Transcripts of the monetary policymaking body of the Federal Reserve from 2002–2008.

Mr. Chairman, on the national outlook, our view is similar to the Greenbook’s in that we think the expansion has regained some of its traction and will continue as we move forward. Discussions with business contacts throughout our District tend to support this notion as well. For example, most retailers that we’ve contacted in the last few weeks reported that sales have improved in August over earlier in the summer. In addition, the chair of our board, whose firm is in the manufacturing area on a worldwide basis, reported to us just last week that capital spending budgets finally seem to have been, to use his word, “unleashed.” Another director noted that low interest rates and available capital have enabled firms to find capital for acquisition and expansion fairly readily. In our most recent survey of all thirty of our head office and branch directors, about two-thirds of those who expressed an opinion about the next six months—and that was most of them—thought conditions would improve, while about a third thought the economy would just, in their words, “muddle along.” Finally, District hirings continue to exceed layoffs and by a fair margin now. The ratio of announced planned hirings to planned layoffs was 2½ to 1 in the third quarter, greatly surpassing the previous high of 1¼ to 1 earlier in the year.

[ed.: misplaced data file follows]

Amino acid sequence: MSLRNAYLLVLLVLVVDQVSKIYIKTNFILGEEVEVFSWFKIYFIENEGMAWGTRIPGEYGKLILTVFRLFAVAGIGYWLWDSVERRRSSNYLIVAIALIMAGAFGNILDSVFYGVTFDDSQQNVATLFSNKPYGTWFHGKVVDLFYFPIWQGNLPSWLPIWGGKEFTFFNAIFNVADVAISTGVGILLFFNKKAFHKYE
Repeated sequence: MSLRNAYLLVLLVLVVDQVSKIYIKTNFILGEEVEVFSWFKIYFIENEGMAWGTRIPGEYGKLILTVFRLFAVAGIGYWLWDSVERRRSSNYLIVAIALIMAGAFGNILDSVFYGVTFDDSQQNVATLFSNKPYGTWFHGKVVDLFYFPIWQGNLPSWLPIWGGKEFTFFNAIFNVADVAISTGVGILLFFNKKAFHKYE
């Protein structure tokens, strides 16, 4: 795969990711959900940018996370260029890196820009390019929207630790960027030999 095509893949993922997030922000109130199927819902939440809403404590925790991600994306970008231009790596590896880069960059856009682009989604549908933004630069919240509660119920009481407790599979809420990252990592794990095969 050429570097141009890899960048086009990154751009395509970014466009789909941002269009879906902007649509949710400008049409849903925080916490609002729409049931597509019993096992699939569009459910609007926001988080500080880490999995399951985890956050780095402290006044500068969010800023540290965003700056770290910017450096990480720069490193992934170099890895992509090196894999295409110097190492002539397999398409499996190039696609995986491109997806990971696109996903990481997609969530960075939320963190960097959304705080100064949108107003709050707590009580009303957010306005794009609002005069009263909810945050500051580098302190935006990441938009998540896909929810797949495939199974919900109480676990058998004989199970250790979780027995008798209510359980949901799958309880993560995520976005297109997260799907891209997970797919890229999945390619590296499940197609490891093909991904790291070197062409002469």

Based on recent evidence like this and on forecasts by our staff, I believe the most likely outcome is continued good growth in the 3½ to 4 percent range, as suggested by others. The uncertainty seems to center on whether hiring will pick up, and I agree that the most likely outcome is that it will strengthen as we move through the remainder of this year and into next year. On the inflation outlook, it appears that the Committee and others were correct in that the spring increases were temporary and price inflation has settled back to more-modest levels. In that environment, my judgment is that what I would describe as our careful, systematic movement toward a more neutral fed funds rate is serving us well. Thank you.

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